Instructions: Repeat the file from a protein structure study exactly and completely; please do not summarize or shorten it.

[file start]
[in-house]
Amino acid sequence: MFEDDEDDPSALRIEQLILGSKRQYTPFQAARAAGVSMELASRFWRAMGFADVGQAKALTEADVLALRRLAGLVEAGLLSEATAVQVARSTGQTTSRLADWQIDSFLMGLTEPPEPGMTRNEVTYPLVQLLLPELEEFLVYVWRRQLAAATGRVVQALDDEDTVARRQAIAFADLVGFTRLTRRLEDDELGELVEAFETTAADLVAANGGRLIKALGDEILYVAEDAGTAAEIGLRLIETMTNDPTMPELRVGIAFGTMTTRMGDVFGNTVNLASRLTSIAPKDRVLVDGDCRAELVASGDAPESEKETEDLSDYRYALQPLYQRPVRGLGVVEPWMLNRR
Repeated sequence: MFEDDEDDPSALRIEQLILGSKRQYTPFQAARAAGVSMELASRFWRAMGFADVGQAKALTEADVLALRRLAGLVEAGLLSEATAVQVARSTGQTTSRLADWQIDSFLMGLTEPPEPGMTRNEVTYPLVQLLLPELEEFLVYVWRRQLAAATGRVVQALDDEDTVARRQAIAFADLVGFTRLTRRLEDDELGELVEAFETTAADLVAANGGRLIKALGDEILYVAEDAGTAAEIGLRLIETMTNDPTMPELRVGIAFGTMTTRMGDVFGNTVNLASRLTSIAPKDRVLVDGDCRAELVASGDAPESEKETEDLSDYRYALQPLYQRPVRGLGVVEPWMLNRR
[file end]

[in-house]
Amino acid sequence: MFEDDEDDPSALRIEQLILGSKRQYTPFQAARAAGVSMELASRFWRAMGFADVGQAKALTEADVLALRRLAGLVEAGLLSEATAVQVARSTGQTTSRLADWQIDSFLMGLTEPPEPGMTRNEVTYPLVQLLLPELEEFLVYVWRRQLAAATGRVVQALDDEDTVARRQAIAFADLVGFTRLTRRLEDDELGELVEAFETTAADLVAANGGRLIKALGDEILYVAEDAGTAAEIGLRLIETMTNDPTMPELRVGIAFGTMTTRMGDVFGNTVNLASRLTSIAPKDRVLVDGDCRAELVASGDAPESEKETEDLSDYRYALQPLYQRPVRGLGVVEPWMLNRR
Repeated sequence: MFEDDEDDPSALRIEQLILGSKRQYTPFQAARAAGVSMELASRFWRAMGFADVGQAKALTEADVLALRRLAGLVEAGLLSEATAVQVARSTGQTTSRLADWQIDSFLMGLTEPPEPGMTRNEVTYPLVQLLLPELEEFLVYVWRRQLAAATGRVVQALDDEDTVARRQAIAFADLVGFTRLTRRLEDDELGELVEAFETTAADLVAANGGRLIKALGDEILYVAEDAGTAAEIGLRLIETMTNDPTMPELRVGIAFGTMTTRMGDVFGNTVNLASRLTSIAPKDRVLVDGDCRAELVASGDAPESEKETEDLSDYRYALQPLYQRPVRGLGVVEPWMLNRR